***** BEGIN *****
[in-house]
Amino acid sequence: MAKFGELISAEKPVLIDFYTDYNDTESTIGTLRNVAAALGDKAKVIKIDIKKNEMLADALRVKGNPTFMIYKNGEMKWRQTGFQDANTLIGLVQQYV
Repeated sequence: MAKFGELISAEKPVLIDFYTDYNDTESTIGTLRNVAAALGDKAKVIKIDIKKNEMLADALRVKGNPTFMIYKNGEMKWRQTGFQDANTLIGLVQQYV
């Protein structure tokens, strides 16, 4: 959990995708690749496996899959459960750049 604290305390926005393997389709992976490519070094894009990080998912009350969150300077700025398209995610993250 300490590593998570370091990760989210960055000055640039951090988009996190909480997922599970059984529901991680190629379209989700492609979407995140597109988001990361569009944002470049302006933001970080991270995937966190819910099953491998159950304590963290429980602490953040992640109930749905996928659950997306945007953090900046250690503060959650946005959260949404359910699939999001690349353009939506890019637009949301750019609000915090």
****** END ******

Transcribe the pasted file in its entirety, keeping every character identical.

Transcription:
[in-house]
Amino acid sequence: MAKFGELISAEKPVLIDFYTDYNDTESTIGTLRNVAAALGDKAKVIKIDIKKNEMLADALRVKGNPTFMIYKNGEMKWRQTGFQDANTLIGLVQQYV
Repeated sequence: MAKFGELISAEKPVLIDFYTDYNDTESTIGTLRNVAAALGDKAKVIKIDIKKNEMLADALRVKGNPTFMIYKNGEMKWRQTGFQDANTLIGLVQQYV
């Protein structure tokens, strides 16, 4: 959990995708690749496996899959459960750049 604290305390926005393997389709992976490519070094894009990080998912009350969150300077700025398209995610993250 300490590593998570370091990760989210960055000055640039951090988009996190909480997922599970059984529901991680190629379209989700492609979407995140597109988001990361569009944002470049302006933001970080991270995937966190819910099953491998159950304590963290429980602490953040992640109930749905996928659950997306945007953090900046250690503060959650946005959260949404359910699939999001690349353009939506890019637009949301750019609000915090």